Jeff Austin & Friends | Fox Theater | 4/12/2013 | Review/Photos
Out of the resurging Bluegrass Music movement one of the most seasoned vets around is Jeff Austin. The mandolin-man of Yonder Mountain String Band built his following beside his band-mates based upon a loyal fanbase and always keeping it interesting for them. Yonder lives for their fans, and have made their mark in the community. Over a decade at Telluride Bluegrass with two guaranteed late-nights spots and playing basically every other respected music festival nationwide, it’s been the best long haul imaginable for the guys. Jeff is perhaps the busiest musically, continuing his project “Jeff Austin & Friends” with new and familiar incarnations every year. I remember the first time I saw his band with flat-pick master Larry Keel and his talented bassist collaborator/wife Jenny Keel about five years ago in Rollinsville, Colorado. Jeff is from a different background than the Keels, who hale from Southern bluegrass proper. Jeff learned to play with Yonder Mountain, and though he covers plenty of standards, his roots are much more progressive.
Regardless of their difference in background, the three foster a real living charm that wins over crowds on a different level than Yonder. It feels like a session jam with different members bringing out unexpected qualities in one and other. I was thrilled while Jeff announced a tour this Winter into Springtime with not only the Keels but Banjo-hero Danny Barnes out of Portland. Anybody that’s witnessed Danny’s eclectic shred styling knows of his greatness. This was admittedly my first time seeing him though I had heard that he was a must-see player in the same vein as Split Lip Rayfield or even more distantly Les Claypool. This lineup was to play Boulder’s Fox Theatre and I knew I had to be a part of the party.
The theatre was filled with familiar locals with a surprisingly slimmer attendance than I expected. All the better for the loyal fans to get a little more dance room in the 600 capacity Fox. During the show the band exhibited true awe of one and other. Jeff was by no means the front-man of this project, allowing his cohorts to share vocal and song selection duties. Sure some Yonder favorites, such as “New Horizons” and “Pretty Daughter” made their way into the show, but the best moments was when Jeff let Larry and Danny add their leadership qualities to his band. Larry in particular is one of my favorites. His accuracy and dexterity put him in the league of flat-pickers like Tony Rice, Norman Blake, or Bryan Sutton. He played some of his best tunes like his “Mountain Song” and “Groundhog” but also brought out the best in with cover versions of Garcia/Hunter’s “Cat’s Under The Stars” and Bill Monroe’s “Kentucky Mandolin”. The blend of covers and originals was really balanced and the crowd really dug the tune selection.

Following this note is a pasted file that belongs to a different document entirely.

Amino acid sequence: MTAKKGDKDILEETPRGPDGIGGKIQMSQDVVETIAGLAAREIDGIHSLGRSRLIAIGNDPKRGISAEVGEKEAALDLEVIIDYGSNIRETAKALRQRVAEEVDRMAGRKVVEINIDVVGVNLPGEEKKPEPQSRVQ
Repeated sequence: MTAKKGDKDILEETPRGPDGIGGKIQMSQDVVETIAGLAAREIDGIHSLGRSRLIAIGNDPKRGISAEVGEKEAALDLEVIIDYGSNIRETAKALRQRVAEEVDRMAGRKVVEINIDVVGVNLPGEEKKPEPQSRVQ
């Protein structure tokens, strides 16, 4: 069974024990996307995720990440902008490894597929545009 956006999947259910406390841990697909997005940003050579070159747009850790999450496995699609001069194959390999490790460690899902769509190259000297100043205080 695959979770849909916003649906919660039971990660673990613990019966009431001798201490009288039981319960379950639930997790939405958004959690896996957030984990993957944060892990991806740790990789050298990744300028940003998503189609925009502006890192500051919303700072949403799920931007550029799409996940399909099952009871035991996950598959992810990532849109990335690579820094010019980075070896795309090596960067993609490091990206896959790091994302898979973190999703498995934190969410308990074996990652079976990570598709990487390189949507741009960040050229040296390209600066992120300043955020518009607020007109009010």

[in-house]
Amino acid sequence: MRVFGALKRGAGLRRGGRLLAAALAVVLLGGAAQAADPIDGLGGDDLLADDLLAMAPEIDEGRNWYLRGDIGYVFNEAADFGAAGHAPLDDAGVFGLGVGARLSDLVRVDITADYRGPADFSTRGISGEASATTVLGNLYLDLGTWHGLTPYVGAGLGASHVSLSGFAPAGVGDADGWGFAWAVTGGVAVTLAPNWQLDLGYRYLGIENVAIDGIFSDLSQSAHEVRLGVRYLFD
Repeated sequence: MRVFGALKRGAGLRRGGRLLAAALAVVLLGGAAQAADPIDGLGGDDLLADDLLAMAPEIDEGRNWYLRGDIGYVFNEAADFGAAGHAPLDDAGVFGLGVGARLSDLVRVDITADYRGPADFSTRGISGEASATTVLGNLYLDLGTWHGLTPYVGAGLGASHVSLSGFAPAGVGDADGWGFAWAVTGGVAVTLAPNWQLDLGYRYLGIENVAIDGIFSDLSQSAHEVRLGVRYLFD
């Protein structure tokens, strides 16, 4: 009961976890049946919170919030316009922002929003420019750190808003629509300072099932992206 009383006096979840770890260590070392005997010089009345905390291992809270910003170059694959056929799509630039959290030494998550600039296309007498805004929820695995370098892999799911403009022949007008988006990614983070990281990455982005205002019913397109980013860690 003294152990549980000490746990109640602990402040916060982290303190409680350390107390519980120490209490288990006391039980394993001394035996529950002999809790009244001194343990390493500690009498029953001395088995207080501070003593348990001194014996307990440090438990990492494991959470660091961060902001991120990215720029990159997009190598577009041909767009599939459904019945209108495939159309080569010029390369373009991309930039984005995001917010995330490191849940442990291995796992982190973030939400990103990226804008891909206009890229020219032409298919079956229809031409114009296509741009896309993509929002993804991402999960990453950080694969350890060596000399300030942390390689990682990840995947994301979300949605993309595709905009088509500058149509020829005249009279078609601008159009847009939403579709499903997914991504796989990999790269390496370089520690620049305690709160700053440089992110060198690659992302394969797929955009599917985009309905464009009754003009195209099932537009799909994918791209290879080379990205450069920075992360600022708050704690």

Jeff himself has really refined his skillset over the years, becoming insanely fast and accurate in his bluesy style of mandolin playing. Another Jerry cover came with “Crazy Fingers” when Jeff exhibited probably the most note-for-note proper outro-jam I have ever heard. He is obviously a hardcore Deadhead and hit right home with his cover. Danny in addition was dazzling to watch. His playing is certainly not of the Earl Scruggs method. I’ve rarely witnessed such adventurous playing out of a banjo-man. His fragmented jazzy styling made this group of Jeff Austin & Friends a special bunch. Larry’s grizzled vocals accompanied Danny’s style well and I wonder how much the two have played together in the past. The band played till well after 1AM with the crowd begging for more. They came back after a hearty encore call to play “Death Trip” into “Shenandoah Breakdown”. The later was indeed the highlight of the entire night allowing the four to duel out their incredible abilities side-by-side. Jeff had his work cut out for him with this fantastic bunch and the lineup of the Keels with Jeff worked as well as the first time I saw them all those years ago. Be sure to catch the band of tour of you’re lucky enough to have them coming through your neck of the woods.